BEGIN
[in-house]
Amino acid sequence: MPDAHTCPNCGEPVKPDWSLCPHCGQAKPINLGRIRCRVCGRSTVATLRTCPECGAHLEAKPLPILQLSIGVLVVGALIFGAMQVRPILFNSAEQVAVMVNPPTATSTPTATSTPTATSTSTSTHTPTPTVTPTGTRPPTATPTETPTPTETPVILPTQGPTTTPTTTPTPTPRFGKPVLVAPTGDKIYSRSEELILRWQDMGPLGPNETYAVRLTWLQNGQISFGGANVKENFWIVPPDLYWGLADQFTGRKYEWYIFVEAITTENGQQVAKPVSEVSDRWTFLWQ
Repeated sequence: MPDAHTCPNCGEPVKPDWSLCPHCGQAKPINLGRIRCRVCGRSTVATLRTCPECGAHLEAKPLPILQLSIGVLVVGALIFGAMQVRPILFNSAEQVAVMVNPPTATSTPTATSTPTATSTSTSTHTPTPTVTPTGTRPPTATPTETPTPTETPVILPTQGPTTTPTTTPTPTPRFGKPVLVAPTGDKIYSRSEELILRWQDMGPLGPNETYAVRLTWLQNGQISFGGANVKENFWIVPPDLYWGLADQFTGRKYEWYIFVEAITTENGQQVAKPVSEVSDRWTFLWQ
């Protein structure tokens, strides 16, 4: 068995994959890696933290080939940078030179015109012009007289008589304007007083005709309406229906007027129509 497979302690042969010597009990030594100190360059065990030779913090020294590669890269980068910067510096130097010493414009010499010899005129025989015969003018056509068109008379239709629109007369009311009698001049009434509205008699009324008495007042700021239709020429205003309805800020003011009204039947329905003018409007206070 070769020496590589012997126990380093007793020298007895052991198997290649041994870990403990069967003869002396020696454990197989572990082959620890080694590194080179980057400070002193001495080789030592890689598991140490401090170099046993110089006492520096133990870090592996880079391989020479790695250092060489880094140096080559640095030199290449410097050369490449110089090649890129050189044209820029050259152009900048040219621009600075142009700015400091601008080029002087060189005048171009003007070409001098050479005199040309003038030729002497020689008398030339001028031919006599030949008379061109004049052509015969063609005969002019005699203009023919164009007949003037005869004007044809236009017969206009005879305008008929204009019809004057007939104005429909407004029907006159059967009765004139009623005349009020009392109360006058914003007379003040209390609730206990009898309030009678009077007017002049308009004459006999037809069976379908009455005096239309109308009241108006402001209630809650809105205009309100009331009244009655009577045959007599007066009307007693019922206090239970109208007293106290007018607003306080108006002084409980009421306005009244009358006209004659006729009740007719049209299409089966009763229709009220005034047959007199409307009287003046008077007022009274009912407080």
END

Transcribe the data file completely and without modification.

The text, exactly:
[in-house]
Amino acid sequence: MPDAHTCPNCGEPVKPDWSLCPHCGQAKPINLGRIRCRVCGRSTVATLRTCPECGAHLEAKPLPILQLSIGVLVVGALIFGAMQVRPILFNSAEQVAVMVNPPTATSTPTATSTPTATSTSTSTHTPTPTVTPTGTRPPTATPTETPTPTETPVILPTQGPTTTPTTTPTPTPRFGKPVLVAPTGDKIYSRSEELILRWQDMGPLGPNETYAVRLTWLQNGQISFGGANVKENFWIVPPDLYWGLADQFTGRKYEWYIFVEAITTENGQQVAKPVSEVSDRWTFLWQ
Repeated sequence: MPDAHTCPNCGEPVKPDWSLCPHCGQAKPINLGRIRCRVCGRSTVATLRTCPECGAHLEAKPLPILQLSIGVLVVGALIFGAMQVRPILFNSAEQVAVMVNPPTATSTPTATSTPTATSTSTSTHTPTPTVTPTGTRPPTATPTETPTPTETPVILPTQGPTTTPTTTPTPTPRFGKPVLVAPTGDKIYSRSEELILRWQDMGPLGPNETYAVRLTWLQNGQISFGGANVKENFWIVPPDLYWGLADQFTGRKYEWYIFVEAITTENGQQVAKPVSEVSDRWTFLWQ
């Protein structure tokens, strides 16, 4: 068995994959890696933290080939940078030179015109012009007289008589304007007083005709309406229906007027129509 497979302690042969010597009990030594100190360059065990030779913090020294590669890269980068910067510096130097010493414009010499010899005129025989015969003018056509068109008379239709629109007369009311009698001049009434509205008699009324008495007042700021239709020429205003309805800020003011009204039947329905003018409007206070 070769020496590589012997126990380093007793020298007895052991198997290649041994870990403990069967003869002396020696454990197989572990082959620890080694590194080179980057400070002193001495080789030592890689598991140490401090170099046993110089006492520096133990870090592996880079391989020479790695250092060489880094140096080559640095030199290449410097050369490449110089090649890129050189044209820029050259152009900048040219621009600075142009700015400091601008080029002087060189005048171009003007070409001098050479005199040309003038030729002497020689008398030339001028031919006599030949008379061109004049052509015969063609005969002019005699203009023919164009007949003037005869004007044809236009017969206009005879305008008929204009019809004057007939104005429909407004029907006159059967009765004139009623005349009020009392109360006058914003007379003040209390609730206990009898309030009678009077007017002049308009004459006999037809069976379908009455005096239309109308009241108006402001209630809650809105205009309100009331009244009655009577045959007599007066009307007693019922206090239970109208007293106290007018607003306080108006002084409980009421306005009244009358006209004659006729009740007719049209299409089966009763229709009220005034047959007199409307009287003046008077007022009274009912407080």